Yes, the majority of the US space program early on concentrated on development of the German V2 as a launch platform design, but a lot of the theory the Germans used was based on work pre-dating the War and from many origins (even American!). The wasteful, desperate hunt for superweapons was one of the factors in the fall of the Third Reich, whilst the Allies concentrated on realistic projects leading to solutions like the atom bomb. Britain and most of Europe was too poor to really push space programs after WW2, it had nothing to do with a lack of knowledge.
Back to those ICBMs...
Using an ICBM to service bomber-type targets is, as already noted, politically insensitive and inflammatory, it's also *really* inefficient, and surprisingly inaccurate in today's world. ICBMs loft about 1000x the mass of the warhead itself to get the warhead where it's going, can only be used once, have CEPs measuring from score to hundreds of feet, and can only service a maximum of ten targets per launch. Further, they're fire-and-forget, and cannot be retargeted or recalled once you push the button.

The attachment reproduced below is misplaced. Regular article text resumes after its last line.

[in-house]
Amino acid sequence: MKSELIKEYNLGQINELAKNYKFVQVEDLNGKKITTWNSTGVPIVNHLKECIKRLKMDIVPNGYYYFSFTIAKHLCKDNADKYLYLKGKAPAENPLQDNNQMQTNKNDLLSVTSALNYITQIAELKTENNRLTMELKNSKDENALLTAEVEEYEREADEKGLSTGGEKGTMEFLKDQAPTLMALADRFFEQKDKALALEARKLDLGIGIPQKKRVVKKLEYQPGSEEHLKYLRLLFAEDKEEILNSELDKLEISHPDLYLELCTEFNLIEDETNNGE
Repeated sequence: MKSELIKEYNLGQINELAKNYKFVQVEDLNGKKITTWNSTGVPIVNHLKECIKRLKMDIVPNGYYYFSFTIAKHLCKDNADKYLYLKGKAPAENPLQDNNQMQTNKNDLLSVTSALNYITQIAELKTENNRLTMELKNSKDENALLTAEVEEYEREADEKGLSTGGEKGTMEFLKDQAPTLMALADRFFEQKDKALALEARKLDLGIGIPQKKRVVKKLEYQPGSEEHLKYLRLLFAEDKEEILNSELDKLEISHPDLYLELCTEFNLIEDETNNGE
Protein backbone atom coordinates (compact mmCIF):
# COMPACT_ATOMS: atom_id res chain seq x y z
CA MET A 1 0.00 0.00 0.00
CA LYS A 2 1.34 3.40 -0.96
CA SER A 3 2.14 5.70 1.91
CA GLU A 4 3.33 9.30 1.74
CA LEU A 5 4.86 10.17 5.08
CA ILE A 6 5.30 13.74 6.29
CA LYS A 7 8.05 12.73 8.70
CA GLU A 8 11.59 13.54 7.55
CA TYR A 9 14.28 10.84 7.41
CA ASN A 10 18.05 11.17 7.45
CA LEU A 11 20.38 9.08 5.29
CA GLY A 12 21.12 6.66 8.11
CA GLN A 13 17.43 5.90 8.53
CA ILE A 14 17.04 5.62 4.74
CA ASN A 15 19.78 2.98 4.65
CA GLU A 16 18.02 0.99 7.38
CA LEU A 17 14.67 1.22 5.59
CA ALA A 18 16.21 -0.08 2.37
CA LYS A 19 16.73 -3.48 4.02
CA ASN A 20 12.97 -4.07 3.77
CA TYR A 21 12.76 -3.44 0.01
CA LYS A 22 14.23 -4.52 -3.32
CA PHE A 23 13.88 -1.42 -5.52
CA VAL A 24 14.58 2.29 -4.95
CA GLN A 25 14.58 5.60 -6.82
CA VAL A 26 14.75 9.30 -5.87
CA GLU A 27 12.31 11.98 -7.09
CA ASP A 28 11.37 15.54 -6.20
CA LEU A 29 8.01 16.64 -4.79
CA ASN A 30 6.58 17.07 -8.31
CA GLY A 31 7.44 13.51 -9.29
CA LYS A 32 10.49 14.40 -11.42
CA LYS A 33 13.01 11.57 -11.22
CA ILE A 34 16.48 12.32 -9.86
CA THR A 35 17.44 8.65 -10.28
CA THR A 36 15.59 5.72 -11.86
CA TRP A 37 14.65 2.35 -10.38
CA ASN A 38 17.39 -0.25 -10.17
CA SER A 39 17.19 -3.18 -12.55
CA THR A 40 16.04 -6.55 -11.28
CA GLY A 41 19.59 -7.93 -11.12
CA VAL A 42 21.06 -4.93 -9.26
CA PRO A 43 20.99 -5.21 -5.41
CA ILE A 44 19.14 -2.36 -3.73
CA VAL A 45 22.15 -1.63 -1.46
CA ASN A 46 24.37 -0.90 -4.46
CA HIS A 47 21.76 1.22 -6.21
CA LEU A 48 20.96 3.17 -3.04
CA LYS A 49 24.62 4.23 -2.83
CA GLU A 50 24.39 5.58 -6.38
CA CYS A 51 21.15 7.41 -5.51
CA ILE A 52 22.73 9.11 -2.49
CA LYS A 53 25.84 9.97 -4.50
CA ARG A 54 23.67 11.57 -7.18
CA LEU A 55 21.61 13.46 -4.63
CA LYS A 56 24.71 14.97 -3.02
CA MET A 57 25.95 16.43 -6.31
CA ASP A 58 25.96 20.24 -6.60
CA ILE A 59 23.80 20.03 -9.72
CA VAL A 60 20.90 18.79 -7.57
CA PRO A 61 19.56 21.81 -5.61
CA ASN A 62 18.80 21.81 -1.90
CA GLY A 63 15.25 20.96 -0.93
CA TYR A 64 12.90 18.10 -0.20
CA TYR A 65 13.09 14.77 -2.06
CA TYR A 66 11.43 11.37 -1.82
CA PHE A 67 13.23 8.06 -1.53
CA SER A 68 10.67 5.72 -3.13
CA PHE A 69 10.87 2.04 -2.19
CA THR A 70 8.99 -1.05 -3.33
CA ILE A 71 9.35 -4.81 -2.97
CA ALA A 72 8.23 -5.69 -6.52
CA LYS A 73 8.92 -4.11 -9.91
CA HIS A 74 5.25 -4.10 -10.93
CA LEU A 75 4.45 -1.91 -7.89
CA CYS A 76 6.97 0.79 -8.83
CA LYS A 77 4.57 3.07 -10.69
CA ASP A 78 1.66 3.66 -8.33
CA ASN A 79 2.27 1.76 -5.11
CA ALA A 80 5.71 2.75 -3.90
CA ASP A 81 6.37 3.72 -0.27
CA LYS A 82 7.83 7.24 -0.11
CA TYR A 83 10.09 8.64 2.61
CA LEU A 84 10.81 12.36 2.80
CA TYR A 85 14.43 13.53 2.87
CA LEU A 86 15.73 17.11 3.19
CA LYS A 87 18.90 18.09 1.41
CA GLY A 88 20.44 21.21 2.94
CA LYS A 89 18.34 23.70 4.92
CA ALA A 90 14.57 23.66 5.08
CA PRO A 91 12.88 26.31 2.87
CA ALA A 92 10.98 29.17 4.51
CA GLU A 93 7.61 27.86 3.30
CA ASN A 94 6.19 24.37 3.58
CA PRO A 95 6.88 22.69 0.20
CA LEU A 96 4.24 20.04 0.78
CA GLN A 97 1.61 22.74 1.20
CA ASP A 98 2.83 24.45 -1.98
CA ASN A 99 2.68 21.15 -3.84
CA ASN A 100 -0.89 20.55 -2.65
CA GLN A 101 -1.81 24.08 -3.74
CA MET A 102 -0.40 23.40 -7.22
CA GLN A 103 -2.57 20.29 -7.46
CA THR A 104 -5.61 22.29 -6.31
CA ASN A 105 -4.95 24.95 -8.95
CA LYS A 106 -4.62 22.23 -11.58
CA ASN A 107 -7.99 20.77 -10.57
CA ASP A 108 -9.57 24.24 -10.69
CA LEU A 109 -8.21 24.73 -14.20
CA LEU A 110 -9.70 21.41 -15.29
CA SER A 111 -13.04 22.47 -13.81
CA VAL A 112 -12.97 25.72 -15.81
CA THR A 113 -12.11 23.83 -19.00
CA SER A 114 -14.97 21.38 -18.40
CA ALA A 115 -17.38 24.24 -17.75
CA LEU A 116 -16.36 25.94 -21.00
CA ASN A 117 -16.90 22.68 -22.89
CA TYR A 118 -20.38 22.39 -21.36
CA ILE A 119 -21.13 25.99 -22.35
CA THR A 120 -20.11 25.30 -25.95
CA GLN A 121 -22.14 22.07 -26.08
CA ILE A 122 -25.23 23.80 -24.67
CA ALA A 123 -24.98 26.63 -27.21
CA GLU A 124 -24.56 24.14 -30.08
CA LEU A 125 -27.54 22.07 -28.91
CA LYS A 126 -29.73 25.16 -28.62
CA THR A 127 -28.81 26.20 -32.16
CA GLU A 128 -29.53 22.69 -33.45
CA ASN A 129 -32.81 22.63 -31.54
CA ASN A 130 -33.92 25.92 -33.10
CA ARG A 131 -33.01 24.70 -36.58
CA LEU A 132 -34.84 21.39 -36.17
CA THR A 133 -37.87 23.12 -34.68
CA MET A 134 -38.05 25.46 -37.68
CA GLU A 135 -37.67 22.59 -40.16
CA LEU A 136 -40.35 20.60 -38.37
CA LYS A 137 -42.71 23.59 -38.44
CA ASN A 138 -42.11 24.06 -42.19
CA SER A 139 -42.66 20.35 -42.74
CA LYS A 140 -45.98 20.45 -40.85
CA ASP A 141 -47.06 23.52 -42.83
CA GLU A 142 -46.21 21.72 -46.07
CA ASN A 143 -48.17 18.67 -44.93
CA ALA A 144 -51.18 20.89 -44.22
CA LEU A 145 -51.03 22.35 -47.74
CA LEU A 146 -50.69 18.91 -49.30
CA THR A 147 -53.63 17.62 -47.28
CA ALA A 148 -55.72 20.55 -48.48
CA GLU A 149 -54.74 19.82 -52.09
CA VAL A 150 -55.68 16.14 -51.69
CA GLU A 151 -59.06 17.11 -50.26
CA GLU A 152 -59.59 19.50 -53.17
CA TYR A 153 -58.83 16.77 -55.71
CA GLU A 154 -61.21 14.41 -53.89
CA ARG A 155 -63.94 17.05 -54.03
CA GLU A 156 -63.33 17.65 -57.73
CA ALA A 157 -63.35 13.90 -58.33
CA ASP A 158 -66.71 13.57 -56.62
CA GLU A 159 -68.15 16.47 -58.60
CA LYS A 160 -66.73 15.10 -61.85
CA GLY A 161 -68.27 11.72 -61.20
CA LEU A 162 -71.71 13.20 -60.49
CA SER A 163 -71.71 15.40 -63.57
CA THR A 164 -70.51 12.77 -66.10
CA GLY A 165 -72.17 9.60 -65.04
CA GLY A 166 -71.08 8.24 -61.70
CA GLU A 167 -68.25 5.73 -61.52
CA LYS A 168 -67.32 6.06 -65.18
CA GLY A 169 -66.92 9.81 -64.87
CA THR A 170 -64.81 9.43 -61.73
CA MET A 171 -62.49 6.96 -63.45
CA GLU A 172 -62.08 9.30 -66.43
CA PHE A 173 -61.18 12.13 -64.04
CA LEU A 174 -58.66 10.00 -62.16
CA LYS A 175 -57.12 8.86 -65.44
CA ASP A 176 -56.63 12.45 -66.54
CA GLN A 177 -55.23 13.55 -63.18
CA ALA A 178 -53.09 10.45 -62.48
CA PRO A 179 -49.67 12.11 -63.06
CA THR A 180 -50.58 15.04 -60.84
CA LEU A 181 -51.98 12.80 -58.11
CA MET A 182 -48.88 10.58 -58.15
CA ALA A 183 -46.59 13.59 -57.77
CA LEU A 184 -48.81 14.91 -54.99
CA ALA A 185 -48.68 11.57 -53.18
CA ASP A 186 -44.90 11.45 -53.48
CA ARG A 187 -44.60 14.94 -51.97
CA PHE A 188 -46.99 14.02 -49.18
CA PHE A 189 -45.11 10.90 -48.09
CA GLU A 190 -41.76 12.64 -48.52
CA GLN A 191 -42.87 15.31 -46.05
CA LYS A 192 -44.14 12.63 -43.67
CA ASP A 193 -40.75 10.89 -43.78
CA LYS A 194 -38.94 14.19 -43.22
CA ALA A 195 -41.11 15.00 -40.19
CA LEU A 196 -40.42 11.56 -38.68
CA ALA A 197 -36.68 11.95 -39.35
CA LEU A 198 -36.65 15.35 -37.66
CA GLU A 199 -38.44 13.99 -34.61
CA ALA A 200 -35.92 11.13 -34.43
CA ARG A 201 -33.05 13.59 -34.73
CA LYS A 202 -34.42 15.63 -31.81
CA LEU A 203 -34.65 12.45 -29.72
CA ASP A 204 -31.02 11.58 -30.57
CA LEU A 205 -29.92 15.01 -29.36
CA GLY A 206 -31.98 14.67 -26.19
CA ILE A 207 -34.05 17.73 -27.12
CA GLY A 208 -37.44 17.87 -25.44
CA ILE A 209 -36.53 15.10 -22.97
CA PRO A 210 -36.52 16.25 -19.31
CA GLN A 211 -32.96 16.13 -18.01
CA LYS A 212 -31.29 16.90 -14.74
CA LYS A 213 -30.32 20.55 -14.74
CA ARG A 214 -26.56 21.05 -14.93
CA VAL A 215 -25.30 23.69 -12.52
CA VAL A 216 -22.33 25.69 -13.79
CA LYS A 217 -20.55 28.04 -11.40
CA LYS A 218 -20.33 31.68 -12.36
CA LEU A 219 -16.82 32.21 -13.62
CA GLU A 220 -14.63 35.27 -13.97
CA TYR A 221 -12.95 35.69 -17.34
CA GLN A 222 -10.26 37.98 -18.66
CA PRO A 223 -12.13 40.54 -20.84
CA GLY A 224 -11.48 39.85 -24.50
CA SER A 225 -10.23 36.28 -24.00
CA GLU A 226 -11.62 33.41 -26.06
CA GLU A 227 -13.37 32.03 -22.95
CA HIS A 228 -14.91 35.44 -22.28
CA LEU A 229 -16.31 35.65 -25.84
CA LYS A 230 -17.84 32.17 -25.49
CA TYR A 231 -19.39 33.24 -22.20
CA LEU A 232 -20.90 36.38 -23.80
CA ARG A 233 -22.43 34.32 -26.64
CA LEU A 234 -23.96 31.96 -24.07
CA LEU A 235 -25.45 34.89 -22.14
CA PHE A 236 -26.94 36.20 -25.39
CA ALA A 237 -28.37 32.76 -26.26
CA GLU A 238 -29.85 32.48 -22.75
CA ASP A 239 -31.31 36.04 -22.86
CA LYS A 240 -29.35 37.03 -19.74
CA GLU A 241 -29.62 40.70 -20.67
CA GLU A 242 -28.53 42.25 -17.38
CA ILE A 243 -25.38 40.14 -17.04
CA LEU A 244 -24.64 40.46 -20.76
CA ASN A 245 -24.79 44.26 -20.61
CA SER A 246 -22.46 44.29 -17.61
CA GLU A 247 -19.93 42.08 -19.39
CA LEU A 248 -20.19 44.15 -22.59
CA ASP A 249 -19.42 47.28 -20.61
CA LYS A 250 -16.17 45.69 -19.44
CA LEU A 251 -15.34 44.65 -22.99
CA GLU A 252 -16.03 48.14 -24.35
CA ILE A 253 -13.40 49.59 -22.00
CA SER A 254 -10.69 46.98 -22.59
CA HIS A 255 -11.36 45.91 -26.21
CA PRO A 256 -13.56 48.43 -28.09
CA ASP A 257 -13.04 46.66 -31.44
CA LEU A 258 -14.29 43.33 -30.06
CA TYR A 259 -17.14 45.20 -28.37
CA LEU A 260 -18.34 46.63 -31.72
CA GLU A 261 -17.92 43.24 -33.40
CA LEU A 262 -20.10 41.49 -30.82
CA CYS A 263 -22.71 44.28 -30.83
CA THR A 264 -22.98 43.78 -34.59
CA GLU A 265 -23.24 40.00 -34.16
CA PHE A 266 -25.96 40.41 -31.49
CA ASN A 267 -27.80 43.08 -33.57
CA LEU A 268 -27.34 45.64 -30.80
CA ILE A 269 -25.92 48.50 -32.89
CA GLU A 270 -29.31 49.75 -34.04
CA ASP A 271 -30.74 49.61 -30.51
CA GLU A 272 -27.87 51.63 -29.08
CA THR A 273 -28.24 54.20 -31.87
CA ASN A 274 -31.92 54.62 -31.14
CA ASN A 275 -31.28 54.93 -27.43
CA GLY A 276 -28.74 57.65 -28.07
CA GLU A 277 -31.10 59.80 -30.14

A bomber re-uses most of the delivery platform over and over and over again, can service many, many targets (depending on load out) per run, can load a mix of munitions for a variety of targets or for a variety of options for the same target, and can deliver everything from dumb gravity bombs to precision laser/GPS/thermal homing weapons with CEPs measuring from tens of feet to fractions of feet. In addition, bombers can be *retargeted* in mid-flight, can loiter looking or waiting for a target, can be *recalled* in mid-flight, and are in all ways vastly more flexible (and less expensive, in the long run) than the inflammatory and provocative ICBMs.
The chief advantage the ICBM has is speed of delivery, and a MACH 6+ bomber removes much of that advantage.
That the author actually suggested such a use for ICBMs suggests a profound lack of critical thinking and/or a profound lack of understanding of the subject.